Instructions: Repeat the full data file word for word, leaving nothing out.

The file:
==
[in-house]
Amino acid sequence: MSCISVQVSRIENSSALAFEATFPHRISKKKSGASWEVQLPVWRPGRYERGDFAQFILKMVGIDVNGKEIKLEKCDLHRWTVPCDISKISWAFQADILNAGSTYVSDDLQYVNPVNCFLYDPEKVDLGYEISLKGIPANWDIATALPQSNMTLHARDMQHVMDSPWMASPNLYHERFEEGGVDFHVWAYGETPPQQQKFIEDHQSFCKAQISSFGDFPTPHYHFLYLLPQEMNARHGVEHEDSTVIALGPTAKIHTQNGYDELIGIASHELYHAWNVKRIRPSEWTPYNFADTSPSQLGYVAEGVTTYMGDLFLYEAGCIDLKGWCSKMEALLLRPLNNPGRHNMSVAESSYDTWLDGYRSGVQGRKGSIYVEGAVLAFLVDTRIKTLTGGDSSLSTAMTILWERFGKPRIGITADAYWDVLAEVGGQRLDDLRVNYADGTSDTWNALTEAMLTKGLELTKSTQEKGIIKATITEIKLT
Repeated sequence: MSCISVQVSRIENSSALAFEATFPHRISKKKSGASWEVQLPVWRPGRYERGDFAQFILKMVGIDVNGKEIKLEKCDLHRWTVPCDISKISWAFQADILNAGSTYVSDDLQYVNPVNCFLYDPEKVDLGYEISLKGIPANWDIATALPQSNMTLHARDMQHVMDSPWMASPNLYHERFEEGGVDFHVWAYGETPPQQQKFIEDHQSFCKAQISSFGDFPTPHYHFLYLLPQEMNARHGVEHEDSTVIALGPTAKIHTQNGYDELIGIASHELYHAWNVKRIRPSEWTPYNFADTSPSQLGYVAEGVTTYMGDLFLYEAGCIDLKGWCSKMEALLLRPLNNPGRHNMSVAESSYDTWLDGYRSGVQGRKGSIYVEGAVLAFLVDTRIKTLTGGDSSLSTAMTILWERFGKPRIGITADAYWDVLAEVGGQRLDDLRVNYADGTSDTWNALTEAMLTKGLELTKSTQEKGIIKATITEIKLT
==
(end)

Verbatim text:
[in-house]
Amino acid sequence: MSCISVQVSRIENSSALAFEATFPHRISKKKSGASWEVQLPVWRPGRYERGDFAQFILKMVGIDVNGKEIKLEKCDLHRWTVPCDISKISWAFQADILNAGSTYVSDDLQYVNPVNCFLYDPEKVDLGYEISLKGIPANWDIATALPQSNMTLHARDMQHVMDSPWMASPNLYHERFEEGGVDFHVWAYGETPPQQQKFIEDHQSFCKAQISSFGDFPTPHYHFLYLLPQEMNARHGVEHEDSTVIALGPTAKIHTQNGYDELIGIASHELYHAWNVKRIRPSEWTPYNFADTSPSQLGYVAEGVTTYMGDLFLYEAGCIDLKGWCSKMEALLLRPLNNPGRHNMSVAESSYDTWLDGYRSGVQGRKGSIYVEGAVLAFLVDTRIKTLTGGDSSLSTAMTILWERFGKPRIGITADAYWDVLAEVGGQRLDDLRVNYADGTSDTWNALTEAMLTKGLELTKSTQEKGIIKATITEIKLT
Repeated sequence: MSCISVQVSRIENSSALAFEATFPHRISKKKSGASWEVQLPVWRPGRYERGDFAQFILKMVGIDVNGKEIKLEKCDLHRWTVPCDISKISWAFQADILNAGSTYVSDDLQYVNPVNCFLYDPEKVDLGYEISLKGIPANWDIATALPQSNMTLHARDMQHVMDSPWMASPNLYHERFEEGGVDFHVWAYGETPPQQQKFIEDHQSFCKAQISSFGDFPTPHYHFLYLLPQEMNARHGVEHEDSTVIALGPTAKIHTQNGYDELIGIASHELYHAWNVKRIRPSEWTPYNFADTSPSQLGYVAEGVTTYMGDLFLYEAGCIDLKGWCSKMEALLLRPLNNPGRHNMSVAESSYDTWLDGYRSGVQGRKGSIYVEGAVLAFLVDTRIKTLTGGDSSLSTAMTILWERFGKPRIGITADAYWDVLAEVGGQRLDDLRVNYADGTSDTWNALTEAMLTKGLELTKSTQEKGIIKATITEIKLT